Psychological Research on Free Will Intuitions: A Critical Review

5. Experimental Philosophy on Free Will

Experimental Philosophy on Free Will: An Error Theory for Incompatibilist Intuitions
Eddy Nahmias, Dylan Murray
New Waves in Philosophy of Action 2010, eds Jesus Aguilar, Andrei Buckareff and Keith Frankish, Palgrave-Macmillan, 189–216

Author's Abstract

We discuss recent work in experimental philosophy on free will and moral responsibility and then present a new study. Our results suggest an error theory for incompatibilist intuitions. Most laypersons who take determinism to preclude free will and moral responsibility apparently do so because they mistakenly interpret determinism to involve fatalism or 'bypassing' of agents' relevant mental states. People who do not misunderstand determinism in this way tend to see it as compatible with free will and responsibility. We discuss why these results pose a challenge to incompatibilists.


249 Georgia State University undergraduates enrolled in critical thinking or psychology course (58% female)

The authors [Nahmias and Murray 2010] of this study have a commendable objective. As they themselves write, in view of the stalemate between compatibilists and incompatibilists, their aim is to 'gain a better understanding of people's pre-philosophical intuitions about free will, moral responsibility, and determinism' [190]. The authors begin by discussing in some detail [195-9] the shortcomings of the Nichols and Knobe [2007] study. They explain how the design of the Nichols and Knobe study primes participants and encourages them to falsely interpret determinism as entailing 'bypassing'. 'Bypassing' is the term Nahmias and Murray use for that process by which an agent's actions are caused by forces that bypass the agent's conscious self. In this study, Nahmias and Murray aim to eliminate the inherent biases of the Nichols and Knobe study. They predicted a strong correlation between a participant's incompatibilist response and their belief that determinism entails bypassing of an agent's decisions, beliefs and desires.

Good study design included randomization of survey questions and elimination of participants who did not pass a comprehension test and who answered the survey too quickly. As with many of these kinds of studies, participants were restricted to US university undergraduates. This limitation means that we need to exercise some caution in generalizing the results to entire populations.

To test the hypothesis that incompatibilist survey responses are the result of priming and miscuing, the authors subjected participants to one of four versions of the test. These four versions consisted of the description of determinism used in the earlier Nichols and Knobe [2007] study or from the two earlier Nahmias, Morris, Nadelhoffer and Turner [2015, 2016] studies combined with either a concrete or abstract scenario. The authors cut and diced the survey results using a variety of statistical methods and presented the results in some considerable detail.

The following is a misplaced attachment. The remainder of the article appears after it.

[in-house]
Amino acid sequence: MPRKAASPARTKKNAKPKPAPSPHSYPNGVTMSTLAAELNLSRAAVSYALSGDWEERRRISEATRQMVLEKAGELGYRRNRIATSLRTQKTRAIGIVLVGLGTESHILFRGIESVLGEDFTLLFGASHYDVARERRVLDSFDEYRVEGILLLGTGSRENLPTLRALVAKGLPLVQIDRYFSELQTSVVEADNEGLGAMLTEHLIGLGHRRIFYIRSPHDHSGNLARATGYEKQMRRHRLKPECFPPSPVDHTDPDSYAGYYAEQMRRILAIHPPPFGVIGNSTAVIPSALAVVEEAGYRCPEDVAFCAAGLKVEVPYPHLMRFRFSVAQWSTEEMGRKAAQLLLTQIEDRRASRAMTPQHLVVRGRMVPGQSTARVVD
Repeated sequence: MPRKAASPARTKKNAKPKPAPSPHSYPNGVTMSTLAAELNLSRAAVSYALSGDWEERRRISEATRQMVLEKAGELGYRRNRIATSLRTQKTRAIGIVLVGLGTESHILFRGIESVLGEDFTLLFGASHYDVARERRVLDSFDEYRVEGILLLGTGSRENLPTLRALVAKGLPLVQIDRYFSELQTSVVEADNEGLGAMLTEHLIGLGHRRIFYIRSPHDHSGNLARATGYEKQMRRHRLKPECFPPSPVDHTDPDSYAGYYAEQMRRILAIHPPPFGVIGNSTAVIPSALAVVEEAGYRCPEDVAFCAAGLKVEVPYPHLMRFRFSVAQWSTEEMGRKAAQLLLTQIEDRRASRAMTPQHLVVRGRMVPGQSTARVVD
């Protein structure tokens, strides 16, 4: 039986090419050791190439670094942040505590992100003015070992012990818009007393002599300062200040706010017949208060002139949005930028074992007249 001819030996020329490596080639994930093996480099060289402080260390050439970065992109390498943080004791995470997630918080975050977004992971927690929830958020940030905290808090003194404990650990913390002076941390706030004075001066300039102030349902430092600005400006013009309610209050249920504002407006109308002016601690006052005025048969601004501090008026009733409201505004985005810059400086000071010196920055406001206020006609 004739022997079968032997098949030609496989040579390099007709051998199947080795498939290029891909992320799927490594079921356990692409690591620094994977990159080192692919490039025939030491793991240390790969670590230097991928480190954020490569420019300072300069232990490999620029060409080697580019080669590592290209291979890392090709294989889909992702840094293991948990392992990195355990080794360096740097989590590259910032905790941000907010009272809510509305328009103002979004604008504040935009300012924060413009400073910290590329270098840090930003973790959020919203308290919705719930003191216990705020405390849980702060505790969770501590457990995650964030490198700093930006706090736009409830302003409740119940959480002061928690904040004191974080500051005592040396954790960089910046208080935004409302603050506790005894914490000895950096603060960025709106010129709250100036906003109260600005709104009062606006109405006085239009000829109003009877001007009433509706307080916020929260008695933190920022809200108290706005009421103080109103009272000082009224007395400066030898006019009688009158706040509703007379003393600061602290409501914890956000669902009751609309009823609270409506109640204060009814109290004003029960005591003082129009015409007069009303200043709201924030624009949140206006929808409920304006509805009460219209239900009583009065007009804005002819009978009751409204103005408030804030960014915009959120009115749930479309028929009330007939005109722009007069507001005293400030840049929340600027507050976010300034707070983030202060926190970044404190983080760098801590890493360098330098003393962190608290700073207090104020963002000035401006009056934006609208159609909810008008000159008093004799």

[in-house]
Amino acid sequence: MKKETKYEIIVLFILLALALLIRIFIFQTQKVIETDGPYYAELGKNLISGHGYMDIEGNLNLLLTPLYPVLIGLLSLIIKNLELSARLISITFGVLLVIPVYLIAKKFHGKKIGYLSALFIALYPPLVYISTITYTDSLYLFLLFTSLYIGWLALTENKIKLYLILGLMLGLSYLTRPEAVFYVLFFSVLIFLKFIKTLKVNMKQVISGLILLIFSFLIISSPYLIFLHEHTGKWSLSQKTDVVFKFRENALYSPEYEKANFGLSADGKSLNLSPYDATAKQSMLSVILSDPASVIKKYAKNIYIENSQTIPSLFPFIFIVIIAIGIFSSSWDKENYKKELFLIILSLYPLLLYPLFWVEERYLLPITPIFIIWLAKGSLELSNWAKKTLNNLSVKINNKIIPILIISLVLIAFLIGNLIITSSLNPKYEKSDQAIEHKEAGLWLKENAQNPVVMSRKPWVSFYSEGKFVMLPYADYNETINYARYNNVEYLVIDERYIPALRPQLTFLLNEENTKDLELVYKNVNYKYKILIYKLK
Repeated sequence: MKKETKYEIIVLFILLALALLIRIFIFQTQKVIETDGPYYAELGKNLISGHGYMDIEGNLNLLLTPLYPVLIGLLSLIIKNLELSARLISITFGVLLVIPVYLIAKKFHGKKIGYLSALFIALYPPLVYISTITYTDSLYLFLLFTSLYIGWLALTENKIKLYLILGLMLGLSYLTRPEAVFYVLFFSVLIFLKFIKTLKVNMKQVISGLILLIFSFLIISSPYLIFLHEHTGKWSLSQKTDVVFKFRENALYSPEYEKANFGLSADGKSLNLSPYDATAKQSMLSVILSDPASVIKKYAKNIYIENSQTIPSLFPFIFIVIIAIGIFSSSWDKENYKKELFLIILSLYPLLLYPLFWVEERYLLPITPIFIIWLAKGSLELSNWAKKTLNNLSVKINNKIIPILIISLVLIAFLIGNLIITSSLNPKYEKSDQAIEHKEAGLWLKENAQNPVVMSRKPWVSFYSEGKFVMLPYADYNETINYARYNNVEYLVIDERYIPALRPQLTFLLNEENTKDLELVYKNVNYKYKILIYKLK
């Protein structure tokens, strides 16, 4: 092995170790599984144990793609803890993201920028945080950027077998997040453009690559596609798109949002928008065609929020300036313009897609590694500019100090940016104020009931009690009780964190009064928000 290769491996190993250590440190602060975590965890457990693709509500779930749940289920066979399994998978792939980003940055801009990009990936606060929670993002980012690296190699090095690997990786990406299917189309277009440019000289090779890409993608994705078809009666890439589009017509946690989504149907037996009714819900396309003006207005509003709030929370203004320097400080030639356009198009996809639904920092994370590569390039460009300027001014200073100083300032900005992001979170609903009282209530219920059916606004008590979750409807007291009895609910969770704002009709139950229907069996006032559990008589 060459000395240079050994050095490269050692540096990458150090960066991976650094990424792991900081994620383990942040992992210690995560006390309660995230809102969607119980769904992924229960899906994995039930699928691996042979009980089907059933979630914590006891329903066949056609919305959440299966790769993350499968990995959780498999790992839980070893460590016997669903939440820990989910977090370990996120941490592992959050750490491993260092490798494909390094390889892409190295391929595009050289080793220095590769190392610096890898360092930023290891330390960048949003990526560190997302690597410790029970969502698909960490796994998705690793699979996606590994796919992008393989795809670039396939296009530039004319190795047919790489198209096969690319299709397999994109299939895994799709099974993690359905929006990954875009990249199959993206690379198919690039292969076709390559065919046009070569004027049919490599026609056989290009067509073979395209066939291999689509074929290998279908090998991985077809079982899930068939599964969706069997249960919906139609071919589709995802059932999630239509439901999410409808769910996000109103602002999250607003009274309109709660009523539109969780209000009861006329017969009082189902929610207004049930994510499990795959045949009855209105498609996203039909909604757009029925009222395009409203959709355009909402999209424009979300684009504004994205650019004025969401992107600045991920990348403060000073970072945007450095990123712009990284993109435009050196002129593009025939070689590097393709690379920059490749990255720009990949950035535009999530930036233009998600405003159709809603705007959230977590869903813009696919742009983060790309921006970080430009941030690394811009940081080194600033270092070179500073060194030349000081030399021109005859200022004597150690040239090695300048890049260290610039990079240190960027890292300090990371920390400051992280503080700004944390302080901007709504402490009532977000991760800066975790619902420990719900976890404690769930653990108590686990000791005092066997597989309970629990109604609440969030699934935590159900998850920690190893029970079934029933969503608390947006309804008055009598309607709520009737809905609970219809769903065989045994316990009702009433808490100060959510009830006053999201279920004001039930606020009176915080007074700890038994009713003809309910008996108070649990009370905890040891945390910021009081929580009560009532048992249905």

Book cover: Free Will by Sam Harris

In summary, their predictions about the distorting effects from using abstract scenarios and the Nichols and Knobe description of determinism were borne out by the results. Incompatibilist responses were found to be strongly correlated with participants' incorrect attributions of bypassing to determinism. Conversely, compatibilist responses were strongly correlated with the absence of attributions of bypassing. In particular, further statistical analysis revealed that incompatibilist responses were directly caused by participants' misattribution of bypassing from reading an abstract scenario.

As the authors conclude, 'the vast majority of participants who express apparent incompatibilist intuitions interpret determinism to involve bypassing, while those who express prima facie compatibilist intuitions tend not to misinterpret determinism in this way . . .' [207] What follows is that 'most laypersons do not have genuine incompatibilist intuitions' [209]. Their paper ends with a consideration of some key objections to their methodology and their conclusions.

All up, this is a very thorough study and one that supports my own ordinary language approach to the debate between compatibilists and incompatibilists. (See my Free Will and Compatibilism [Allan 2016] for a full treatment.) I concur with the authors' admonition that when 'philosophers end up mired in disputes about the proper analysis of a technical concept of "free will" that no longer connects with ordinary concepts and practices, then these debates risk being irrelevant' [194].

robust methodology, but restricted demographics
Study results:
strongly supports compatibilism
strongly supports compatibilism

Copyright © 2016

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